Disease Proof

Think You Know Your Organics...

Here’s a great find by Diet Blog. Jim Foster passes along the origins of many of your favorite organic food brands. Via Good Magazine:

Better yet, check out Dr. Philip H. Howard’s Organic Industry in motion. The results will shock you. See for yourself:

Now, earlier today my buddy Tara Parker-Pope from Well called Dr. Howard. From her post, When Big Business Eats Organic, here’s a bit:
“These relationships aren’t very apparent,'’ said Philip H. Howard, assistant professor in the department of community agriculture, recreation and resource studies at Michigan State University and the creator of the graphic. “If you look at a product, a lot of times this ownership is not at all noted, even on the Web sites at times.'’

Obviously, there’s nothing inherently wrong with a big company buying an organic brand. But Dr. Howard notes that many consumers seek out organic foods, in part, because they don’t want to buy foods from multinational food companies.

“Often organic consumers are interested in supporting smaller scale farms and food processors,'’ Dr. Howard said. “In the marketing of a lot of these organic brands the firms try to evoke that image of a small pastoral farm.'’
Could this simply be junk food producers trying to CASH in on the organic food trend, or, a sincere effort? You decide.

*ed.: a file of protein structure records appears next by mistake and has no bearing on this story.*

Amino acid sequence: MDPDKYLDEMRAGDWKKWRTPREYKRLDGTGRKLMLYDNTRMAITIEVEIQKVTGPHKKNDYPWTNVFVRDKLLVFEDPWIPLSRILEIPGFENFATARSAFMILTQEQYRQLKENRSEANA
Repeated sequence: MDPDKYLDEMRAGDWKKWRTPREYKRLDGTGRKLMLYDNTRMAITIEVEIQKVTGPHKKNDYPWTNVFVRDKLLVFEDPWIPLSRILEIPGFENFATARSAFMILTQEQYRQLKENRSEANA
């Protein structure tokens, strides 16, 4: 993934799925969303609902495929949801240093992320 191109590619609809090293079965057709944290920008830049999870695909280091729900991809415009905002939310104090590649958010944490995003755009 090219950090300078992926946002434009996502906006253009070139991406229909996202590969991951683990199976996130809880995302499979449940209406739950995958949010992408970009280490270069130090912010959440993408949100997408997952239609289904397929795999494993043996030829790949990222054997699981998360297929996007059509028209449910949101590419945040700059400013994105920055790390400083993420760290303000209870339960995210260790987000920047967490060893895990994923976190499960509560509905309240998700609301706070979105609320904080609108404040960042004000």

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Comments (3) Read through and enter the discussion with the form at the end
Louise - March 19, 2008 3:07 PM

"Did the small-scale farms and food processors sell out?" you could ask, instead of are "junk food producers trying to CASH in?" Big deal! So what? "Big business" has to maintain quality, or else lose those niche consumers - not a good business move!

The founders of the little health food companies wouldn't have SOLD OUT to big business if they expected a degradation in quality, I'm sure. So there's nothing to fear.

Gerry Pugliese - March 19, 2008 4:07 PM

Hey Louise-

She is Louise...hear her ROAR! Nice. :)


Sara - March 20, 2008 10:46 AM

Those big businesses lobby to reduce organic standards, to reduce their costs and raise their profit margins. The Organic Consumer Association has a lot of information on this. Whole Foods, for example, supports bills to water down organic standards (sucessfully at that--these lobbies are very powerful). So I disagree, it IS a problem.

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